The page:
Microsoft is not messing around with the Xbox Series X, delivering significant hardware improvements that dwarf the Xbox One and Xbox One X. In a new blog post, Xbox head Phil Spencer shared even more details on the console’s processors and its advanced features.
Xbox Series X has a custom processor, which Microsoft previously said would make use of AMD’s Zen 2 and RDNA 2 architecture. The console offers four times more processing power than the standard Xbox One and up to eight times more GPU performance. Its GPU is twice as powerful as the Xbox One X, as well, with 12 teraflops, which measures computing performance, over the One X’s six.
Xbox Series X will make use of hardware-accelerated DirectX ray tracing, a feature that traces the path of simulated light and photons to deliver more realistic hues and shadows. It’s impossible on current hardware and is mostly limited to expensive PC systems at the moment. The PlayStation 5 will also feature ray tracing of some sort.
The Xbox Series X will also make use of variable rate shading using a patented system that prioritizes individual effects on characters and objects. This allows for more efficient use of hardware without impacting resolution or frame rate.
On Xbox One, only one game can be paused at a time, but this is changing on Xbox Series X. The Quick Resume feature allows players to pause multiple games and resume them almost immediately, and with SSD storage, loading times should be drastically reduced once the game has started.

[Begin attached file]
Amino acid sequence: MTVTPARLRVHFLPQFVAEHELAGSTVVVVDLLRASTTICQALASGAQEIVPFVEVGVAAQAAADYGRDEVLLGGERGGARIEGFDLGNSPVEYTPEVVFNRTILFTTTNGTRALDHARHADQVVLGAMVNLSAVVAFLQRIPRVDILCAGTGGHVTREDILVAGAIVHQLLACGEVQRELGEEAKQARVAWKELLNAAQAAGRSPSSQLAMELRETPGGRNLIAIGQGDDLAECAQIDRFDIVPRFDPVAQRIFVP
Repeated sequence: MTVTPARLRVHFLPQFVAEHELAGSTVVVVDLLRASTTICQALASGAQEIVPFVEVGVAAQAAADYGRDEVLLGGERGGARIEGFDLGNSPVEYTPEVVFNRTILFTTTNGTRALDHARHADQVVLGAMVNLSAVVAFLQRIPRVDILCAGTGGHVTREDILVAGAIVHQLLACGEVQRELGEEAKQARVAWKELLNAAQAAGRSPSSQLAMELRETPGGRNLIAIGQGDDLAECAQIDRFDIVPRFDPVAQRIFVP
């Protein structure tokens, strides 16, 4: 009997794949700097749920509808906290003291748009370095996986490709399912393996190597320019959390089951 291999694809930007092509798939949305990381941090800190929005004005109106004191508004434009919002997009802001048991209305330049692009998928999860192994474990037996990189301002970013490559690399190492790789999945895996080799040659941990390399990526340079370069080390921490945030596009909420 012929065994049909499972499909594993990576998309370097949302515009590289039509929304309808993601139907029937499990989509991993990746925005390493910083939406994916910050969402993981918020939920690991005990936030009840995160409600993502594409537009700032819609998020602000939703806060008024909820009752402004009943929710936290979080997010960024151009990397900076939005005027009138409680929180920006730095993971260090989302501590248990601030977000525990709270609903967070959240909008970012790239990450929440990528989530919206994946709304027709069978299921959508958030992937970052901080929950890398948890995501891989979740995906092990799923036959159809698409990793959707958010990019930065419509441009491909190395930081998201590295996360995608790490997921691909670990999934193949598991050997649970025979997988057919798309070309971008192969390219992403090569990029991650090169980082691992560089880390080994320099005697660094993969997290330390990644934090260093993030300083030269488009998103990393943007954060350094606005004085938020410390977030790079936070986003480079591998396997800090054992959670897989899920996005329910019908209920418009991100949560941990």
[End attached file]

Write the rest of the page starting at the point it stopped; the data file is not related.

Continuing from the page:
Other technical improvements include HDMI 2.1 improvements, with support for auto low latency mode and variable refresh rate to reduce lag and avoid screen tearing. This is combined with a controller feature called “dynamic latency input,” which synchronizes input between the Xbox Wireless Controller and the console to deliver more responsive gameplay.
Xbox Series X arrives this holiday season, and it will support all four generations of Xbox games, including Xbox Game Pass titles. The Xbox Game Pass program will continue on Series X, as well, with launch game Halo Infinite available for free to subscribers.
Thus far, Microsoft has given significantly more information on Xbox Series X than Sony has with the PS5. It’s unclear when that will change, as the company recently pulled out of big conferences like GDC and PAX East over coronavirus fears. Sony will also be skipping E3 2020, while Microsoft will still hold its traditional press conference.
- Xbox Series X: Everything we know about the next-gen game console
- Xbox Series X vs. PS5
- Sony PS5: Games, price, specs, release date, and more
- Brace yourself. Sony’s PlayStation 5 is going to be expensive
- Xbox One X review: Still the most powerful console